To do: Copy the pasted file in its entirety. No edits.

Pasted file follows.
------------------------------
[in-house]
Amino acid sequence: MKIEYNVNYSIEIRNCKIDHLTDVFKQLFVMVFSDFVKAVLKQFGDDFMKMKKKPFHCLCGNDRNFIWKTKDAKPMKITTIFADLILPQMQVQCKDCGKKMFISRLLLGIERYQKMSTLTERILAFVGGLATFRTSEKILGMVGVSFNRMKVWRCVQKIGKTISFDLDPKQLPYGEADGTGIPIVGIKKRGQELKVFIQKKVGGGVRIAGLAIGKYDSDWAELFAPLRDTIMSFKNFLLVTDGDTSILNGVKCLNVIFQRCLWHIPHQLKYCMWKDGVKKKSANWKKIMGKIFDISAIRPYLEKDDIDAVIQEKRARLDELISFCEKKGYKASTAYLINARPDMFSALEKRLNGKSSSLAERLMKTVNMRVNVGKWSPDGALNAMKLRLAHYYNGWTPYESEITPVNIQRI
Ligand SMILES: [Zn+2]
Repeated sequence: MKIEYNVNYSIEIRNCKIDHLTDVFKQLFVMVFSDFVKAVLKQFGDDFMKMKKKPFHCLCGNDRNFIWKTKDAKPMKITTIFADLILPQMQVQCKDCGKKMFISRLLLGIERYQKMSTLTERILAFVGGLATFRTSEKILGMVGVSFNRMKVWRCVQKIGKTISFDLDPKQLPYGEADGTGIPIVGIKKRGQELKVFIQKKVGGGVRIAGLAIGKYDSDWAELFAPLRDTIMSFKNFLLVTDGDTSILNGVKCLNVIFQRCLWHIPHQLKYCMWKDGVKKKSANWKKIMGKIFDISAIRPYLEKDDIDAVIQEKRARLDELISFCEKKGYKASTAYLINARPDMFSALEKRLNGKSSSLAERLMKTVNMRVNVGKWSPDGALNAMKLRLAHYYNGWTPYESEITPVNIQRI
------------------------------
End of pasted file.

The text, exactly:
[in-house]
Amino acid sequence: MKIEYNVNYSIEIRNCKIDHLTDVFKQLFVMVFSDFVKAVLKQFGDDFMKMKKKPFHCLCGNDRNFIWKTKDAKPMKITTIFADLILPQMQVQCKDCGKKMFISRLLLGIERYQKMSTLTERILAFVGGLATFRTSEKILGMVGVSFNRMKVWRCVQKIGKTISFDLDPKQLPYGEADGTGIPIVGIKKRGQELKVFIQKKVGGGVRIAGLAIGKYDSDWAELFAPLRDTIMSFKNFLLVTDGDTSILNGVKCLNVIFQRCLWHIPHQLKYCMWKDGVKKKSANWKKIMGKIFDISAIRPYLEKDDIDAVIQEKRARLDELISFCEKKGYKASTAYLINARPDMFSALEKRLNGKSSSLAERLMKTVNMRVNVGKWSPDGALNAMKLRLAHYYNGWTPYESEITPVNIQRI
Ligand SMILES: [Zn+2]
Repeated sequence: MKIEYNVNYSIEIRNCKIDHLTDVFKQLFVMVFSDFVKAVLKQFGDDFMKMKKKPFHCLCGNDRNFIWKTKDAKPMKITTIFADLILPQMQVQCKDCGKKMFISRLLLGIERYQKMSTLTERILAFVGGLATFRTSEKILGMVGVSFNRMKVWRCVQKIGKTISFDLDPKQLPYGEADGTGIPIVGIKKRGQELKVFIQKKVGGGVRIAGLAIGKYDSDWAELFAPLRDTIMSFKNFLLVTDGDTSILNGVKCLNVIFQRCLWHIPHQLKYCMWKDGVKKKSANWKKIMGKIFDISAIRPYLEKDDIDAVIQEKRARLDELISFCEKKGYKASTAYLINARPDMFSALEKRLNGKSSSLAERLMKTVNMRVNVGKWSPDGALNAMKLRLAHYYNGWTPYESEITPVNIQRI